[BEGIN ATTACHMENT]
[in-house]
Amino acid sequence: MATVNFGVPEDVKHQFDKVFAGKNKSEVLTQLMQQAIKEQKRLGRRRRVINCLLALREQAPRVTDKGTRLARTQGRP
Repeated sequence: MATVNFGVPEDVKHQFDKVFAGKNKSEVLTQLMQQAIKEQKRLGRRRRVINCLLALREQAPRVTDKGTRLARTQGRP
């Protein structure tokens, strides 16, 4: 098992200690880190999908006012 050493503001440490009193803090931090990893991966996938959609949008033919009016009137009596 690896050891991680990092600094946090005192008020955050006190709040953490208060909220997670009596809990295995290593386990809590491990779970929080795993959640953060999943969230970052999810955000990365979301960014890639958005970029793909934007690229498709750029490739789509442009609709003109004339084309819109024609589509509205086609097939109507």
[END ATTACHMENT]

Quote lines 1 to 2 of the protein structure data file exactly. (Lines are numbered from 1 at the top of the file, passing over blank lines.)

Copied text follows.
[in-house]
Amino acid sequence: MATVNFGVPEDVKHQFDKVFAGKNKSEVLTQLMQQAIKEQKRLGRRRRVINCLLALREQAPRVTDKGTRLARTQGRP